Her voice cracked and suddenly the string of words that we’re leaving her lips stopped. Behind a black-foamed microphone I saw my wife’s eyes closed tight in frustration. The iPad in her lap was now locked and the notes she was reading from were hidden behind a digital lock and key that would take more than a finger swipe to reveal again. She tried mumbling something behind the tears but the look I gave her meant I already knew and had pressed the stop icon. This was the part about Gabriel.
Gabriel. Just typing out his name is something I never imagined I would be doing. I remember the first time I said it out loud–my body nearly refused it and my eyes filled with tears regardless of my opposition. I more choked it out more than spoke it. It has such weight to it, not like when his name was Baby Boy Lanning.
Gabriel is our boy, our son who we never got a chance to meet, because he never got a chance to take a breathe of the same air that fills our own tired lungs. I have memories of him, though–of throwing a football back and forth, getting ice cream for the first time and laughing at mommy as she spills it down her blouse. I have memories of myself telling him about girls and driving cars and fixing broken sinks together.
None of these memories are real.
These ones are very real: hearing his strong heart for the first time, pressing my hands to my wife’s belly and hoping to feel him kick, finding out he was a boy with our family of 20 crammed into a small dark room made to seat five. The strongest memory I have is oddly just silence, a silence that was more painful than the words which followed it.
“Something’s not right.”
My wife’s screams. Her hand reaching out to me. A high pitched buzzing. My sweaty palms. My scratchy eyes. My tired, tired heart. The blurred slow motions of clumps of figures moving back and forth, followed by doors shutting and opening. My wife’s cries. My red face. The hum of the machine. Knowing that this was just the beginning.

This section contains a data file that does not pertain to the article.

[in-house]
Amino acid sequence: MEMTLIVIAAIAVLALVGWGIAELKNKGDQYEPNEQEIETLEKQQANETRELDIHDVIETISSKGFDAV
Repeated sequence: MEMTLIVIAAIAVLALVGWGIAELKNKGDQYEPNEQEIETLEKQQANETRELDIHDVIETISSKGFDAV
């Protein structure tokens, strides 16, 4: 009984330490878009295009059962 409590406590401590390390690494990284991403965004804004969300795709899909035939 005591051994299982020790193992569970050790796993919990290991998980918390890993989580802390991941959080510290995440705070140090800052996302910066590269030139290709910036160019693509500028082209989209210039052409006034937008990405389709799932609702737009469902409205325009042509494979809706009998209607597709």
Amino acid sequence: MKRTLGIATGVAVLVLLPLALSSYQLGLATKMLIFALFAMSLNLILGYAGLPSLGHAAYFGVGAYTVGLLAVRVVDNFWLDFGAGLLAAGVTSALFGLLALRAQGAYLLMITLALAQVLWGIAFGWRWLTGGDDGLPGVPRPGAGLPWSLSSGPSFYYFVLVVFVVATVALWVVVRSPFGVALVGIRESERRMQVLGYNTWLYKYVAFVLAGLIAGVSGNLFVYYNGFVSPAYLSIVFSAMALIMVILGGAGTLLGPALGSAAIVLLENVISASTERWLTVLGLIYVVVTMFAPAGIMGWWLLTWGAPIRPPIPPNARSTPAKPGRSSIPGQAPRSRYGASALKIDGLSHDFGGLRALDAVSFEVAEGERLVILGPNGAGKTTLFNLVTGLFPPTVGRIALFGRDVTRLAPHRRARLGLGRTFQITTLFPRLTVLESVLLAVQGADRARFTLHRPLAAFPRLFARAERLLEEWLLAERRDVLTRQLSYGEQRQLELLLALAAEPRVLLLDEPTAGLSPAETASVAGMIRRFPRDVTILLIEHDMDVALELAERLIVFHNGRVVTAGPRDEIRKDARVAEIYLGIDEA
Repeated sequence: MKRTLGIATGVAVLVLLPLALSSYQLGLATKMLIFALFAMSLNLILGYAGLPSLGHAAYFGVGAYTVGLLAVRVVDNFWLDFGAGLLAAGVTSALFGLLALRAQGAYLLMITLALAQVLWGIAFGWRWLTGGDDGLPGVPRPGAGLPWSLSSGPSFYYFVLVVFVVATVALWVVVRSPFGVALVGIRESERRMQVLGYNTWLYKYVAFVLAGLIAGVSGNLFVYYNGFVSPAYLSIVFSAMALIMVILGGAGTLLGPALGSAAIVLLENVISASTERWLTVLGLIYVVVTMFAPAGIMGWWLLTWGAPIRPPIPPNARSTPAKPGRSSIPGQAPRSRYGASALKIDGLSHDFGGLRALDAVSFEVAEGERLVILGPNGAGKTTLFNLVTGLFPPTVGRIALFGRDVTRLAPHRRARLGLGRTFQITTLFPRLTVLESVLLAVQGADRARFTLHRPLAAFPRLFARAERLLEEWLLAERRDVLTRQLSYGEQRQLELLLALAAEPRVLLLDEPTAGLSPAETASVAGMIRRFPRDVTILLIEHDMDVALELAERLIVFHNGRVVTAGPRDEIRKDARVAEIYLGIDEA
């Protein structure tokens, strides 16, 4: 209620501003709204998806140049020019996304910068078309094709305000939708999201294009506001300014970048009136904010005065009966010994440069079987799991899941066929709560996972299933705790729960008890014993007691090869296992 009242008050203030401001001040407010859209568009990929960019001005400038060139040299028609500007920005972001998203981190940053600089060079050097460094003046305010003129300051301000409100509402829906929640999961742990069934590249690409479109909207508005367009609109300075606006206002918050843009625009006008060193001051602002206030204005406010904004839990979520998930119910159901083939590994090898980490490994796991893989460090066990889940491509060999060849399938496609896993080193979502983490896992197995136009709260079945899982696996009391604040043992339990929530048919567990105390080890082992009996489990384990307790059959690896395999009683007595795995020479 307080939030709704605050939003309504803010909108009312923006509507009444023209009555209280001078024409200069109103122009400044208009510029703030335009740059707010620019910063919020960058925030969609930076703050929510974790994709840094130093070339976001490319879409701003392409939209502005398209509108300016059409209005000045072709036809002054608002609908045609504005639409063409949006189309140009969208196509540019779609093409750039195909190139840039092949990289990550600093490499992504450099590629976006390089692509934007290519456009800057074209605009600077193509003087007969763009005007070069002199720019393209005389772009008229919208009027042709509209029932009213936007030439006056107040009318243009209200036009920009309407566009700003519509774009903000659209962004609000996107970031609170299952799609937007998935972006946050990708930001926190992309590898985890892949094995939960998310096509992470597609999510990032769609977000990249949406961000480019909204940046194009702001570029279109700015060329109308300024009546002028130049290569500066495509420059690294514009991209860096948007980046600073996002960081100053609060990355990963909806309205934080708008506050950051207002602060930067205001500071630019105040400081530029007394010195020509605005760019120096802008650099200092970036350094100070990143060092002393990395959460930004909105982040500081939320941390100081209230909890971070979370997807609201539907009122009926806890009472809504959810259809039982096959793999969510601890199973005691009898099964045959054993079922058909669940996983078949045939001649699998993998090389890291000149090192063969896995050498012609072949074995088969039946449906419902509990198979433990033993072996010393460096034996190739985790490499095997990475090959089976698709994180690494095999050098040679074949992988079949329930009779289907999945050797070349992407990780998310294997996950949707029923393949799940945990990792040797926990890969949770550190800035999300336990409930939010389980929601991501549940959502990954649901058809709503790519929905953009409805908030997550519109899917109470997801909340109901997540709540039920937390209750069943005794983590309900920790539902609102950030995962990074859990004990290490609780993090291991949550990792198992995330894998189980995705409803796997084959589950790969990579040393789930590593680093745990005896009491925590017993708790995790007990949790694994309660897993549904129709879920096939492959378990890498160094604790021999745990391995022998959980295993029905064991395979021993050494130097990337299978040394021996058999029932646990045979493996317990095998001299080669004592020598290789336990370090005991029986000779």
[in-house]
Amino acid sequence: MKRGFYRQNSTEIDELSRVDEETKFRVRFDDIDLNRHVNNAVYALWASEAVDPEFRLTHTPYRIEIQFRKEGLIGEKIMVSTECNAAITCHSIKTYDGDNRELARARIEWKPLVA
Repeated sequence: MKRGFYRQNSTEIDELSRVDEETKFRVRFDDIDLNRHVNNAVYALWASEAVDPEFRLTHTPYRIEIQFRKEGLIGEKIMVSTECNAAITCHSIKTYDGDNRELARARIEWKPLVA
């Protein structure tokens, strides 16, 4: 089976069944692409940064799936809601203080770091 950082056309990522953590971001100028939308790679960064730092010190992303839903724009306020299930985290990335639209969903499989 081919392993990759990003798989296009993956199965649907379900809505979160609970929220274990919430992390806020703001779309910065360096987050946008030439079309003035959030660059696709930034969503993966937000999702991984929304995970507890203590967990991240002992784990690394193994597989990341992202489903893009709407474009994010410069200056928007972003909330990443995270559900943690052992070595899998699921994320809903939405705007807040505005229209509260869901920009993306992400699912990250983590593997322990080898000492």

My wife considered calling it a night and slid the headphones off her ears and around her neck. I comforted her in the dark corner of the freshly-painted nursery where we sat close, our knees rubbing against each other. We were recording for a special project we had started just a week or two before, a project that had now found a whole new meaning for us suddenly. Before this night, it was a project that meant to liberate those who felt that Mother’s Day didn’t apply to them. Before this night, it was a project that brought mothers of all kinds from all over the world into a small patch of woods to celebrate the children they could hold, and remember those they could not. We ourselves were beginning to feel that same liberation.
We sat in silent understanding. It wasn’t something that was new to us. Amongst the mixture of emotions I was feeling then, I remember feeling so proud of my wife–proud of the strength it took for her to pull the headphones back up over her ears and record the rest of our story that was typed out before her.
The video, released just a few days later on Mother’s Day this year, went on to reach tens of thousands of mothers and couples within its first couple of days. Hundreds of messages of newly liberated mothers all over the world flooded our inbox. The humility that comes from having touched so many people’s hearts in such a short amount of time is staggering. The amount of love and strength that went into the video had served its course, and we felt honored that we could share not only Gabriel’s story, but the story of every mother involved.
My wife, still standing.
If you see me referencing YouTube frequently, it’s only because its a huge part of our lives. We’ve dedicated so much time to building a community of couples and women who can speak openly about their loss. We’ve chose to break the silence through video, and the response we’ve received has been incredible. There’s something about watching someone else whose broken, and witnessing as they pick themselves up again. It builds a hope, a “you can do it too” kind of message, and we hope that’s always apparent through our work.
Despite our losses, we continue to live a life that’s full of love and happiness. It didn’t happen right away, and we don’t believe we have some magic five-step strategy that can get you there. There’s no money back guarantee, no gimmicks, just love–the love we have for each other, realizing the love we have for two little boys we were never able to meet is very real and very strong, and the love we have for Oliver James, our son whose due to be born early August, our son who has become a symbol of hope, firm and secure, not only for us but for so many others.
My name is Bryan, and I’m still standing.